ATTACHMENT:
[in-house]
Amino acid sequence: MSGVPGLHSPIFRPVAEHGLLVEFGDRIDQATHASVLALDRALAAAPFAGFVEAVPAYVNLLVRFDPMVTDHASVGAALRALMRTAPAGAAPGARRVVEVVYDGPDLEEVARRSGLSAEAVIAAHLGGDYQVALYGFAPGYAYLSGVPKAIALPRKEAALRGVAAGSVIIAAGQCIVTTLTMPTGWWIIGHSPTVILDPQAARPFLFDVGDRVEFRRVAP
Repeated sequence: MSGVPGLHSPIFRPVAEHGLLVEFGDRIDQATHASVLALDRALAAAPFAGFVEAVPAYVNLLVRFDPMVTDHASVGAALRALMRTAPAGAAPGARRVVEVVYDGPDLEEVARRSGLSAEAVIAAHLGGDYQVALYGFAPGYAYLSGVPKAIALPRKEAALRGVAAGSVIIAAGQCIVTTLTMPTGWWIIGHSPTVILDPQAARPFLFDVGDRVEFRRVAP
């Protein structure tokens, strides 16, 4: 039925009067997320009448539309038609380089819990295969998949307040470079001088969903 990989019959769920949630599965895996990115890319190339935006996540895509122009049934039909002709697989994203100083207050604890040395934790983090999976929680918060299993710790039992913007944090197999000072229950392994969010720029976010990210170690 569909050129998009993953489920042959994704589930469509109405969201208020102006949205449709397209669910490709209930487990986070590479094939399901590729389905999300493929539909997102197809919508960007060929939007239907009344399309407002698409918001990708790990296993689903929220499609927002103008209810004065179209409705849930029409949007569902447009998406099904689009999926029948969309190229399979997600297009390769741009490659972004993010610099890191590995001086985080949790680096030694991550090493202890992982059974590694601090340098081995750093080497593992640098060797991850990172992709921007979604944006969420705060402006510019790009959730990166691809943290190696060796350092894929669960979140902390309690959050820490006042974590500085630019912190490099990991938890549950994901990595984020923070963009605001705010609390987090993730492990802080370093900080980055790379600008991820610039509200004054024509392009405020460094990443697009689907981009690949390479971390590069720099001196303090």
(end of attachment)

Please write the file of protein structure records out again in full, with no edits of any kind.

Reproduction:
[in-house]
Amino acid sequence: MSGVPGLHSPIFRPVAEHGLLVEFGDRIDQATHASVLALDRALAAAPFAGFVEAVPAYVNLLVRFDPMVTDHASVGAALRALMRTAPAGAAPGARRVVEVVYDGPDLEEVARRSGLSAEAVIAAHLGGDYQVALYGFAPGYAYLSGVPKAIALPRKEAALRGVAAGSVIIAAGQCIVTTLTMPTGWWIIGHSPTVILDPQAARPFLFDVGDRVEFRRVAP
Repeated sequence: MSGVPGLHSPIFRPVAEHGLLVEFGDRIDQATHASVLALDRALAAAPFAGFVEAVPAYVNLLVRFDPMVTDHASVGAALRALMRTAPAGAAPGARRVVEVVYDGPDLEEVARRSGLSAEAVIAAHLGGDYQVALYGFAPGYAYLSGVPKAIALPRKEAALRGVAAGSVIIAAGQCIVTTLTMPTGWWIIGHSPTVILDPQAARPFLFDVGDRVEFRRVAP
């Protein structure tokens, strides 16, 4: 039925009067997320009448539309038609380089819990295969998949307040470079001088969903 990989019959769920949630599965895996990115890319190339935006996540895509122009049934039909002709697989994203100083207050604890040395934790983090999976929680918060299993710790039992913007944090197999000072229950392994969010720029976010990210170690 569909050129998009993953489920042959994704589930469509109405969201208020102006949205449709397209669910490709209930487990986070590479094939399901590729389905999300493929539909997102197809919508960007060929939007239907009344399309407002698409918001990708790990296993689903929220499609927002103008209810004065179209409705849930029409949007569902447009998406099904689009999926029948969309190229399979997600297009390769741009490659972004993010610099890191590995001086985080949790680096030694991550090493202890992982059974590694601090340098081995750093080497593992640098060797991850990172992709921007979604944006969420705060402006510019790009959730990166691809943290190696060796350092894929669960979140902390309690959050820490006042974590500085630019912190490099990991938890549950994901990595984020923070963009605001705010609390987090993730492990802080370093900080980055790379600008991820610039509200004054024509392009405020460094990443697009689907981009690949390479971390590069720099001196303090």